he researched the issue. Second, Smith rejected the five-year plea deal not because
he wrongly believed he was not an armed career criminal, but because he wrongly
believed Parnofiello was bluffing about the federal indictment. In other words,
even if Thurston had told Smith he had verified Smith’s ACCA status, the record
demonstrates this information would have made no difference to Smith, who
wanted to prepare for trial and call Parnofiello’s bluff.
In light of the record evidence, the district court did not err in concluding
Smith had not shown prejudice.
IV. SMITH’S SENTENCE
Pursuant to the ACCA, a defendant convicted under 18 U.S.C. § 922(g) is
subject to a mandatory minimum 15-year prison term if he has three prior
convictions for a “violent felony” or a “serious drug offense.” 18 U.S.C.
§ 924(e)(l). A “serious drug offense,” in turn, is defined in part as “an offense
under State law, involving manufacturing, distributing, or possessing with intent to
manufacture or distribute, a controlled substance . . . for which a maximum term of
imprisonment of ten years or more is prescribed by law.” Id. § 924(e)(2)(A)(ii).
We review de novo a district court’s determination that a prior conviction qualified
as a serious drug offense under the ACCA. United States v. White, 837 F.3d 1225,
1228 (11th Cir. 2016).
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This Court held in Smith that a prior conviction for sale of cocaine under
Fla. Stat. § 893.13, the conviction at issue here, qualifies as a serious drug offense
under § 924(e)(2)(A)(ii) of the ACCA. Smith, 775 F.3d at 1267-68.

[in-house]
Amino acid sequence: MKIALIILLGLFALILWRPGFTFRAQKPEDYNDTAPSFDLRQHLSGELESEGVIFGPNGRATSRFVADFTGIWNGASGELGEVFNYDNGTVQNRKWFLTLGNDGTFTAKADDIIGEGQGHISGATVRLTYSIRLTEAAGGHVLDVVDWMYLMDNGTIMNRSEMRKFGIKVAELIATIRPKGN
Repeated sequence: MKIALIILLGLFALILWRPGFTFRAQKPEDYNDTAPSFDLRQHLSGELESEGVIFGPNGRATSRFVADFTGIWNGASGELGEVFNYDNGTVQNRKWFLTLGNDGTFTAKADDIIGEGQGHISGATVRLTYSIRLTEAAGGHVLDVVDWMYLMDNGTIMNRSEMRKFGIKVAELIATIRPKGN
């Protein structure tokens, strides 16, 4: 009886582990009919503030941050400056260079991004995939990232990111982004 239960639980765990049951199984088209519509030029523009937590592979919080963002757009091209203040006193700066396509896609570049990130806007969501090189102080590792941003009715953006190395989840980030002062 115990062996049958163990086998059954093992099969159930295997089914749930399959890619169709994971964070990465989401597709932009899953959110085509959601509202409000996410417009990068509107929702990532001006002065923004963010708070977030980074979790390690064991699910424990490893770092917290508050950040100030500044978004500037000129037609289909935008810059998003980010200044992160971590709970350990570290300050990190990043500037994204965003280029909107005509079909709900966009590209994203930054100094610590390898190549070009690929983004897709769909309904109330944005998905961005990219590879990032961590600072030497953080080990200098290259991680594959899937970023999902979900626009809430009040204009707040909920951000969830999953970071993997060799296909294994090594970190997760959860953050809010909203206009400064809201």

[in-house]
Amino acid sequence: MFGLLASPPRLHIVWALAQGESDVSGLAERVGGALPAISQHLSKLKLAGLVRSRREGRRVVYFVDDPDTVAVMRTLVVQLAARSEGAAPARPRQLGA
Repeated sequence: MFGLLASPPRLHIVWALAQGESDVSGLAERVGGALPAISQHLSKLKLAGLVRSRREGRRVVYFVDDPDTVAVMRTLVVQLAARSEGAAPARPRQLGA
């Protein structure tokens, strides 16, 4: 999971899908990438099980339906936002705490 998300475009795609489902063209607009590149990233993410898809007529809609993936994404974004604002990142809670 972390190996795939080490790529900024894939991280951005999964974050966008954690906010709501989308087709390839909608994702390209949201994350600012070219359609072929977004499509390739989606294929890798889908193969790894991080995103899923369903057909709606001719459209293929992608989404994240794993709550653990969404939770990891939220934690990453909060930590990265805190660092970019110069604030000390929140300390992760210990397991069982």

Consistent with Smith, the Supreme Court recently clarified in Shular v.
United States that the ACCA’s definition of a serious drug offense “requires only
that the state offense involve the conduct specified in the [ACCA].” Shular, ___
U.S. ___, ___140 S. Ct. 779, 782 (2020) (emphasis added). The Supreme Court
held that a court determining whether an offense qualifies as a serious drug offense
need only consider whether the offense’s elements “necessarily entail” the types of
conduct identified in the ACCA’s definition, rather than engage in a “genericoffense matching exercise.” Id. at 783-84 (quotation marks omitted).
In so holding, the Shular Court affirmed this Court’s decision in petitioner
Shular’s case, which relied on Smith, that a prior conviction under Fla. Stat.
§ 893.13 qualifies as serious drug offense under the ACCA. ___ U.S. at ___, 140
S. Ct. at 785-86. The Supreme Court further noted that the petitioner in Shular had
“overstate[d] Florida’s disregard for mens rea,” because a defendant charged under
Fla. Stat. § 893.13(1)(a) who was “unaware of the substance’s illicit nature can
raise that unawareness as an affirmative defense, in which case the standard jury
instructions require a finding of knowledge beyond a reasonable doubt.” Id. at
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Here, the district court did not err in determining that defendant Smith’s
three prior sale of cocaine convictions under Fla. Stat. § 893.13(1)(a)(1) were
serious drug offenses within the meaning of the ACCA. Smith’s argument that his
prior convictions cannot qualify because the state offense lacks a mens rea element
is foreclosed by our Smith precedent and the Supreme Court’s precedent in Shular.
See United States v. Archer, 531 F.3d 1347, 1352 (11th Cir. 2008) (explaining that
a panel of this Court is bound by prior precedent until it is overruled by the
Supreme Court or this Court sitting en banc).